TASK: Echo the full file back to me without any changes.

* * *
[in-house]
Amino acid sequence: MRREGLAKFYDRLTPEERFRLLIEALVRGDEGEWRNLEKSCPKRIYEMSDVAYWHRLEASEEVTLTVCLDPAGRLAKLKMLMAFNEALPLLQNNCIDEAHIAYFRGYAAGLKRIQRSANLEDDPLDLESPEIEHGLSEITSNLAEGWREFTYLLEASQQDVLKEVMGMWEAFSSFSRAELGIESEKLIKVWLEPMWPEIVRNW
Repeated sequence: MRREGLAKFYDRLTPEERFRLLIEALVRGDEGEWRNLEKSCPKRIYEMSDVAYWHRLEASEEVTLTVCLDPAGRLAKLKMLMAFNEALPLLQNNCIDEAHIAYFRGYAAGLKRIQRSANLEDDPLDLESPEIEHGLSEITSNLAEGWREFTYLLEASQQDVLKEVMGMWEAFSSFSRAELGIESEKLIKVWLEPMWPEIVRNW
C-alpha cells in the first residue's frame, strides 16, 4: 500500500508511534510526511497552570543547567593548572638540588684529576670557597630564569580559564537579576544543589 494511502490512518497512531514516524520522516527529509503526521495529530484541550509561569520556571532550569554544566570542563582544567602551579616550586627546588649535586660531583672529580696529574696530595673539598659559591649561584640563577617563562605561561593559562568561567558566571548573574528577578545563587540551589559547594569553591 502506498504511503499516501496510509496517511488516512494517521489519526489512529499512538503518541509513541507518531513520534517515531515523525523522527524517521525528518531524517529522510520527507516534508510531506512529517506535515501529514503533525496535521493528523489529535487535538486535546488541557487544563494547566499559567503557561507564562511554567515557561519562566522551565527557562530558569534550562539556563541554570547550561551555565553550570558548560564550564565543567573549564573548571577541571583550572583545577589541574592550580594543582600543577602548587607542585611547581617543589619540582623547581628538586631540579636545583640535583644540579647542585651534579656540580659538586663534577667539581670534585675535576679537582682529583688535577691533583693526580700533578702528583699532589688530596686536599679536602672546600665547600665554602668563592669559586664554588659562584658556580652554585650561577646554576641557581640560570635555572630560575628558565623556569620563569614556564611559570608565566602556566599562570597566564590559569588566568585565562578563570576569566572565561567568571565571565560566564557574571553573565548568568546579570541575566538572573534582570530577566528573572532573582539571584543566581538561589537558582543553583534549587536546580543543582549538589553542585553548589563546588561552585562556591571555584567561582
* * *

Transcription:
[in-house]
Amino acid sequence: MRREGLAKFYDRLTPEERFRLLIEALVRGDEGEWRNLEKSCPKRIYEMSDVAYWHRLEASEEVTLTVCLDPAGRLAKLKMLMAFNEALPLLQNNCIDEAHIAYFRGYAAGLKRIQRSANLEDDPLDLESPEIEHGLSEITSNLAEGWREFTYLLEASQQDVLKEVMGMWEAFSSFSRAELGIESEKLIKVWLEPMWPEIVRNW
Repeated sequence: MRREGLAKFYDRLTPEERFRLLIEALVRGDEGEWRNLEKSCPKRIYEMSDVAYWHRLEASEEVTLTVCLDPAGRLAKLKMLMAFNEALPLLQNNCIDEAHIAYFRGYAAGLKRIQRSANLEDDPLDLESPEIEHGLSEITSNLAEGWREFTYLLEASQQDVLKEVMGMWEAFSSFSRAELGIESEKLIKVWLEPMWPEIVRNW
C-alpha cells in the first residue's frame, strides 16, 4: 500500500508511534510526511497552570543547567593548572638540588684529576670557597630564569580559564537579576544543589 494511502490512518497512531514516524520522516527529509503526521495529530484541550509561569520556571532550569554544566570542563582544567602551579616550586627546588649535586660531583672529580696529574696530595673539598659559591649561584640563577617563562605561561593559562568561567558566571548573574528577578545563587540551589559547594569553591 502506498504511503499516501496510509496517511488516512494517521489519526489512529499512538503518541509513541507518531513520534517515531515523525523522527524517521525528518531524517529522510520527507516534508510531506512529517506535515501529514503533525496535521493528523489529535487535538486535546488541557487544563494547566499559567503557561507564562511554567515557561519562566522551565527557562530558569534550562539556563541554570547550561551555565553550570558548560564550564565543567573549564573548571577541571583550572583545577589541574592550580594543582600543577602548587607542585611547581617543589619540582623547581628538586631540579636545583640535583644540579647542585651534579656540580659538586663534577667539581670534585675535576679537582682529583688535577691533583693526580700533578702528583699532589688530596686536599679536602672546600665547600665554602668563592669559586664554588659562584658556580652554585650561577646554576641557581640560570635555572630560575628558565623556569620563569614556564611559570608565566602556566599562570597566564590559569588566568585565562578563570576569566572565561567568571565571565560566564557574571553573565548568568546579570541575566538572573534582570530577566528573572532573582539571584543566581538561589537558582543553583534549587536546580543543582549538589553542585553548589563546588561552585562556591571555584567561582